1.First, Jesus is the nearest antecedent. An antecedent is what comes immediately before the pronoun. For instance, if you wrote, “I talked with my friend about the president! He is so bad!” To what does the he refer? It could either modify “my friend” or it could modify “the president.” Grammatically, unless we have reason to think otherwise, the nearest antecedeThansnt is president—not your friend. Thus you should assume (if all evidence is equal) that the nearest antecedent is in view.

2.The inclusio with 1 John 1:2 is overwhelming in this case,but first,what is an inclusio? In biblical studies, inclusio is a literary device based on a concentric principle, also known as bracketing or an envelope structure, which consists of creating a frame by placing similar material at the beginning and end of a section. John is known for his use of inclusios,for example John 1:1-1:18.
Here,and inclusio is formed between 1 John 1:2 and 1 John 5:20.
In the beginning of 1 John,it states-
The life appeared; we have seen it and testify to it, and we proclaim to you the eternal life, which was with the Father and has appeared to us.
-So in the beginning,Christ is called Zoe,Life,the eternal life,and at the end we have an inclusio in which also someone is called life,by inclusio,it is rendered impossible to understand the eternal life as the Father,rater it must be the Son.

3.This ties in directly with the last point,the word for “life” (Greek Zoe) is used of Jesus, but never of the Father. One of the most respected Greek grammarians alive today, Daniel Wallace writes, “Christ is also said to be ζωή (zoe) in John’s writings (John 11:25; 14:6; 1 John 1:1–2), an epithet nowhere else used of the Father.” [2]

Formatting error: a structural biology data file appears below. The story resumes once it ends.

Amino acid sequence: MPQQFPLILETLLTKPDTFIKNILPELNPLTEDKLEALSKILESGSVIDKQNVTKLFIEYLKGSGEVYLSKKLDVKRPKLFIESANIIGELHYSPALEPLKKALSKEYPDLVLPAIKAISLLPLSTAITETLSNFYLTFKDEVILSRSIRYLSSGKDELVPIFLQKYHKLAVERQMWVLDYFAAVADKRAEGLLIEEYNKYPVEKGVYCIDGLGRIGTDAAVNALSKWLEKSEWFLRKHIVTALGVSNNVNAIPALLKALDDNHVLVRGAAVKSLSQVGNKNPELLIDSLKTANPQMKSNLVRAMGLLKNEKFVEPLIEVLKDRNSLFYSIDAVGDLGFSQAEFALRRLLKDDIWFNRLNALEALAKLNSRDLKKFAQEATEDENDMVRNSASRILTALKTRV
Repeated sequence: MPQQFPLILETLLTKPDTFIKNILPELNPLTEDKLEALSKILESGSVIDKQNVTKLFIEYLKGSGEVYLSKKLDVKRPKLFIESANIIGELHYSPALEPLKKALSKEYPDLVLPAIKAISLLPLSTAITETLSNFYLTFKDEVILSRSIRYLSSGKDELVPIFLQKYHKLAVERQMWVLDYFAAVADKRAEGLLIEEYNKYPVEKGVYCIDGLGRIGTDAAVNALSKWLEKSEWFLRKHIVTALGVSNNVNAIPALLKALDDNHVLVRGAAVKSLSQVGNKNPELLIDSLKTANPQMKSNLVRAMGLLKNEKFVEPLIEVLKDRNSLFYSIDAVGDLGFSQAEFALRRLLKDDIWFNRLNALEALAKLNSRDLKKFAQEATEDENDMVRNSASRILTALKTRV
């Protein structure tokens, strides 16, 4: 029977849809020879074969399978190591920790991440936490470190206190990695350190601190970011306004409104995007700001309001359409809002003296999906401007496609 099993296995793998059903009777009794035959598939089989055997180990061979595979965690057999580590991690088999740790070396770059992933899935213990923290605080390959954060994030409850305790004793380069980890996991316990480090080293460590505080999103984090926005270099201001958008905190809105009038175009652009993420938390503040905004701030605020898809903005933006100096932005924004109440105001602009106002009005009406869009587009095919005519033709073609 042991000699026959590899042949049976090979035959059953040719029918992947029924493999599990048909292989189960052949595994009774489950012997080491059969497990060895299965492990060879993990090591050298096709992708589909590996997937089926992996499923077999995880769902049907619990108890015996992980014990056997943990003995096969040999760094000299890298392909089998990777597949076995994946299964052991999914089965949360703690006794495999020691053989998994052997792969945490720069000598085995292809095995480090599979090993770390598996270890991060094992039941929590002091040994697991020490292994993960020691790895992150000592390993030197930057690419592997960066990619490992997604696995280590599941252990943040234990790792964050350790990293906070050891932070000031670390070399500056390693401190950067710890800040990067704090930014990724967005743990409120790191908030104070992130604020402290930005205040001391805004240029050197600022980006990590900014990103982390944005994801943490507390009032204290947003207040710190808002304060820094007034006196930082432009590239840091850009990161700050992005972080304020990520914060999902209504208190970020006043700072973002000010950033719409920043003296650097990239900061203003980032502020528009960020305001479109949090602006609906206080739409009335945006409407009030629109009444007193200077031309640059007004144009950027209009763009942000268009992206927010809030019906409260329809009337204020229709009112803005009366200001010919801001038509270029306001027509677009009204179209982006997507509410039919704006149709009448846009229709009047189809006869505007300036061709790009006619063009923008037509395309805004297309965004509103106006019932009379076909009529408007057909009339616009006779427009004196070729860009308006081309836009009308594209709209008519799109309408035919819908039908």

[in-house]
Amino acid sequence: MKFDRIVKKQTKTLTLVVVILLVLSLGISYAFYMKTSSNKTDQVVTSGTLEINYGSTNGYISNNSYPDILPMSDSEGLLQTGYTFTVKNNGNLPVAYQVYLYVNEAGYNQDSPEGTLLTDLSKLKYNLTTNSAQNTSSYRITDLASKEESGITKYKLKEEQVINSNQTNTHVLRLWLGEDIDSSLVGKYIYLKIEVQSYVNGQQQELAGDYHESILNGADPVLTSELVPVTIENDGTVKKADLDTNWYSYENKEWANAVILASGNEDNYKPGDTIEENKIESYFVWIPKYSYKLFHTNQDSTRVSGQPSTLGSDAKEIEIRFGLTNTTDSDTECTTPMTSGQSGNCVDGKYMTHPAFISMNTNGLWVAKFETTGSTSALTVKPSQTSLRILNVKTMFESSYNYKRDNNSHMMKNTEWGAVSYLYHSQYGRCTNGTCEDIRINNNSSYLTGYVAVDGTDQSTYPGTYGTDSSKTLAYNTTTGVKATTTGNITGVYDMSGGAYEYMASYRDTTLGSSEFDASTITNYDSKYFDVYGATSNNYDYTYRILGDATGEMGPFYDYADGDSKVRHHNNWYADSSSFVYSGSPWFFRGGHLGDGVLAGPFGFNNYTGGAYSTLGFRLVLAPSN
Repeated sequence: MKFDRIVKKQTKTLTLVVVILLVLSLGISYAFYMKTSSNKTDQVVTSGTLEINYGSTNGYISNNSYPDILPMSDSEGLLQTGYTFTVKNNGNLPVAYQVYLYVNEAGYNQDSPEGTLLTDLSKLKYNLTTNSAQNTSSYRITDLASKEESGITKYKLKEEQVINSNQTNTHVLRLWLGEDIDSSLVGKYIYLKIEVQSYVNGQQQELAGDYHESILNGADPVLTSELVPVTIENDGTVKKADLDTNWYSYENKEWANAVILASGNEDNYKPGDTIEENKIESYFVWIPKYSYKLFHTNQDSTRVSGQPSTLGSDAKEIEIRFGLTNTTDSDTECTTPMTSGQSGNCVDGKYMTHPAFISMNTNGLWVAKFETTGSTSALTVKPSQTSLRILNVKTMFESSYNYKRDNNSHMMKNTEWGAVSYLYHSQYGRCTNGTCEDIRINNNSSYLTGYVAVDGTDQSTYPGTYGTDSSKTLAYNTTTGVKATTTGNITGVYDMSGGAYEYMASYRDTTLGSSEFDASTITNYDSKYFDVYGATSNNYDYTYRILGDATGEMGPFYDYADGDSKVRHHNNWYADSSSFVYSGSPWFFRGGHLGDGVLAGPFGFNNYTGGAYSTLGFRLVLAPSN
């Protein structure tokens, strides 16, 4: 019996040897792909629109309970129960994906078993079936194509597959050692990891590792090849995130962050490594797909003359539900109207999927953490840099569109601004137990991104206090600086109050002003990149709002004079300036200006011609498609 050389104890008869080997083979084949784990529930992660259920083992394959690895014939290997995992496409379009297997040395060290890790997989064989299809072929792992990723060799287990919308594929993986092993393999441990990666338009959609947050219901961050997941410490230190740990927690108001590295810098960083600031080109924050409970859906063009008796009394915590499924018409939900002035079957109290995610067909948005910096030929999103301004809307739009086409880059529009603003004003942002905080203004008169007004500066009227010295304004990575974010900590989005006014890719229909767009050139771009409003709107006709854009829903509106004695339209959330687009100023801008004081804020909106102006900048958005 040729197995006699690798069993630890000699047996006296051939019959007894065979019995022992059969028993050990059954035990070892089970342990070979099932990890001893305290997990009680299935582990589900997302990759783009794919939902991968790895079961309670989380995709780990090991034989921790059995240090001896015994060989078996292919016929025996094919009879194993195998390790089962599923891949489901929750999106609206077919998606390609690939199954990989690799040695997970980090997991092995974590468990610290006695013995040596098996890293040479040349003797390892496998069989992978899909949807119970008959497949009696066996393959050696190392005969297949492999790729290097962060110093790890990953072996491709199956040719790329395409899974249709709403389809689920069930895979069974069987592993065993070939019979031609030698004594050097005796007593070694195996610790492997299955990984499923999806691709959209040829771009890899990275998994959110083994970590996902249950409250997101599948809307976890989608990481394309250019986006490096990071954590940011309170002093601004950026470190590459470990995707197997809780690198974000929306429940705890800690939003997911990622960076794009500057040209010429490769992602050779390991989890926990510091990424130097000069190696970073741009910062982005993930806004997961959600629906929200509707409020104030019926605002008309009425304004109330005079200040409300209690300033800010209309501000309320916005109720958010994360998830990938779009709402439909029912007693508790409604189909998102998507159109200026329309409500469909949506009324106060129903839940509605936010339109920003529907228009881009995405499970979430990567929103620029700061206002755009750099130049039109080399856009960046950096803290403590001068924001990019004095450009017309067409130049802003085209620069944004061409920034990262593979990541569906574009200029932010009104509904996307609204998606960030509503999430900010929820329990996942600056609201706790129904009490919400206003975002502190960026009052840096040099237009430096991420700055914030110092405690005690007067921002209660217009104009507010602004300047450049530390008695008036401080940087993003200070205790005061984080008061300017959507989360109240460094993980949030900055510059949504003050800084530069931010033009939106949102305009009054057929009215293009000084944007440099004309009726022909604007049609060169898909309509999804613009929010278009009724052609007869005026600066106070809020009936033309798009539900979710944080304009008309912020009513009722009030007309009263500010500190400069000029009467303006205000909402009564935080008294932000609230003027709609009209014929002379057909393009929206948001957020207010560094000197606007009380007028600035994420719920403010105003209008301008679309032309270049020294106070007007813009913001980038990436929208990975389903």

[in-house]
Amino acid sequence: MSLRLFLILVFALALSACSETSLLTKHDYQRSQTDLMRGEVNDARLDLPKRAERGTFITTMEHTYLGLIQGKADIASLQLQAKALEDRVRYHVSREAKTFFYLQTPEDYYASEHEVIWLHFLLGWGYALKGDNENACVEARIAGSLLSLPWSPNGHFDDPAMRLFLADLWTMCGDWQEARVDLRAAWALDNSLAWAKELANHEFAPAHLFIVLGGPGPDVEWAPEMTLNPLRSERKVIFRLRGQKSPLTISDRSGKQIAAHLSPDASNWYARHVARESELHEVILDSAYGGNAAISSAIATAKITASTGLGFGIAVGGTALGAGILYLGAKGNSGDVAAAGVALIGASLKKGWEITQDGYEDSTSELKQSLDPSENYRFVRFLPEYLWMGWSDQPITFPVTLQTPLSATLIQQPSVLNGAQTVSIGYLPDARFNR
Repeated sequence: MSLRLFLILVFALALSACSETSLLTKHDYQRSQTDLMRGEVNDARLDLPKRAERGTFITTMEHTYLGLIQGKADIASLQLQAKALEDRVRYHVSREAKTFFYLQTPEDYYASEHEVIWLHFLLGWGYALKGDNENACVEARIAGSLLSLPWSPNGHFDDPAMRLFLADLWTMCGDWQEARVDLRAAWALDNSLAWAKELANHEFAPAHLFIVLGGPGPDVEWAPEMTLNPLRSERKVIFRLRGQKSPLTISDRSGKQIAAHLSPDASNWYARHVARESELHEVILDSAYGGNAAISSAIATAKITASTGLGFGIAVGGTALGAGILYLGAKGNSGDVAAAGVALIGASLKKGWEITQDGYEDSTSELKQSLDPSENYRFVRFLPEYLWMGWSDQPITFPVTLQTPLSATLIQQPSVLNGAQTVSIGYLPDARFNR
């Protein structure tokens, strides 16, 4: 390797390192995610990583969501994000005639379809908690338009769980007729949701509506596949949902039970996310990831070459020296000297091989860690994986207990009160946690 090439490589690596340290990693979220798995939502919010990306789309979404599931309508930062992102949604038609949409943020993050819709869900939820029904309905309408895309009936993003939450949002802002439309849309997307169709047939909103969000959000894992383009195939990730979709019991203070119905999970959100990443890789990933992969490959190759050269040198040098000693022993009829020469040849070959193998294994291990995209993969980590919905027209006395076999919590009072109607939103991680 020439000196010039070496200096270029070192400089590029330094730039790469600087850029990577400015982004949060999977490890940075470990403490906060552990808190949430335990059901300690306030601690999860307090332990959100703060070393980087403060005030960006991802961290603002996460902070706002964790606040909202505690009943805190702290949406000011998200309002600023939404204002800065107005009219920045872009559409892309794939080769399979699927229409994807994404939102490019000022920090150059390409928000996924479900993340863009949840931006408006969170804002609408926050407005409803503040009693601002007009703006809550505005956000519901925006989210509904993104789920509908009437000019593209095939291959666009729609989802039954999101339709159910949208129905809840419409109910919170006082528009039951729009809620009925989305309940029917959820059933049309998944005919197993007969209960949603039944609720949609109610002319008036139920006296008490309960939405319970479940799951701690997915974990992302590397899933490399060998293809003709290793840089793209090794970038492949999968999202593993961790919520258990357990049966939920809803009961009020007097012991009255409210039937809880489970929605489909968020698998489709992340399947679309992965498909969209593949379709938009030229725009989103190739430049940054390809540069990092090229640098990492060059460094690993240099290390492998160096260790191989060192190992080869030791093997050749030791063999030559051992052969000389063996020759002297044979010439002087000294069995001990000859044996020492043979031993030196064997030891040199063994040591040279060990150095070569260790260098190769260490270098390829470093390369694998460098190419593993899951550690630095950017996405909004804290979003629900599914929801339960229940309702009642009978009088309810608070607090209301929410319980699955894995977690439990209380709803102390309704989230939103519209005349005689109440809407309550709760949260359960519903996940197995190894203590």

4.Finally,the most devastating point to the Unitarian position,the usage of houtos,word for “this” (Greek houtos) is used of Jesus the majority of the time, but never used of the Father. Again, Wallace writes, “Of the approximately seventy instances in which οὗτος has a personal referent, as many as forty-four of them (almost two-thirds of the instances) refer to the Son. Of the remainder, most imply some sort of positive connection with the Son. What is most significant is that never is the Father the referent.” [3]
John NEVER uses the word This for the Father,always with Son in mind,yet 1 John 5:20 says THIS is The True God and The Eternal Life.

Vladimir SusicThus,all we can conclude here is that the Unitarian position is utterly indefensible in the face of proper exegesis.

Vladimir Susic.

[1] from 48:20 onwards.
[2] & [3] Wallace, Daniel. Greek Grammar beyond the Basics: An Exegetical Syntax of the New Testament. Grand Rapids, MI: Zondervan. 1996. 327.

Leave a Reply

Your email address will not be published. Required fields are marked *